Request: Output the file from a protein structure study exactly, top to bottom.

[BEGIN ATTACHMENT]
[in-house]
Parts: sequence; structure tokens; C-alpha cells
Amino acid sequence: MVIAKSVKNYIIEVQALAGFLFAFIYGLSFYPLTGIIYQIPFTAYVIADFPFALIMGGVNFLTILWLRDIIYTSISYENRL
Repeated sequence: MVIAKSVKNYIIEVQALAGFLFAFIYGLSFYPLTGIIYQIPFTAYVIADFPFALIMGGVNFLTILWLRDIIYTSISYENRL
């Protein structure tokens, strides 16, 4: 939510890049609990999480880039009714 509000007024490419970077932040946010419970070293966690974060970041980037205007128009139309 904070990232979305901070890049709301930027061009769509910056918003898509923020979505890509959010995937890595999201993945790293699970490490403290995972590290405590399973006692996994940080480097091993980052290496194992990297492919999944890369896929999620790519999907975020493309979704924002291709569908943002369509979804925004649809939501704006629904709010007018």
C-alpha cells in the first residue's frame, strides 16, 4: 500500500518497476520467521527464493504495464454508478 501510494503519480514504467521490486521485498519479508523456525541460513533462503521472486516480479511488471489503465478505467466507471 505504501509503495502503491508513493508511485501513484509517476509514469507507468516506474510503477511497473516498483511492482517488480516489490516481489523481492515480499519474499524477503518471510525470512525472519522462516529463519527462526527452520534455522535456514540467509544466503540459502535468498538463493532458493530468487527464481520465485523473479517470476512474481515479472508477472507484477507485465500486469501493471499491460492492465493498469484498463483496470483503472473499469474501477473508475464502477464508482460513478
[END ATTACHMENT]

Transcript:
[in-house]
Parts: sequence; structure tokens; C-alpha cells
Amino acid sequence: MVIAKSVKNYIIEVQALAGFLFAFIYGLSFYPLTGIIYQIPFTAYVIADFPFALIMGGVNFLTILWLRDIIYTSISYENRL
Repeated sequence: MVIAKSVKNYIIEVQALAGFLFAFIYGLSFYPLTGIIYQIPFTAYVIADFPFALIMGGVNFLTILWLRDIIYTSISYENRL
């Protein structure tokens, strides 16, 4: 939510890049609990999480880039009714 509000007024490419970077932040946010419970070293966690974060970041980037205007128009139309 904070990232979305901070890049709301930027061009769509910056918003898509923020979505890509959010995937890595999201993945790293699970490490403290995972590290405590399973006692996994940080480097091993980052290496194992990297492919999944890369896929999620790519999907975020493309979704924002291709569908943002369509979804925004649809939501704006629904709010007018």
C-alpha cells in the first residue's frame, strides 16, 4: 500500500518497476520467521527464493504495464454508478 501510494503519480514504467521490486521485498519479508523456525541460513533462503521472486516480479511488471489503465478505467466507471 505504501509503495502503491508513493508511485501513484509517476509514469507507468516506474510503477511497473516498483511492482517488480516489490516481489523481492515480499519474499524477503518471510525470512525472519522462516529463519527462526527452520534455522535456514540467509544466503540459502535468498538463493532458493530468487527464481520465485523473479517470476512474481515479472508477472507484477507485465500486469501493471499491460492492465493498469484498463483496470483503472473499469474501477473508475464502477464508482460513478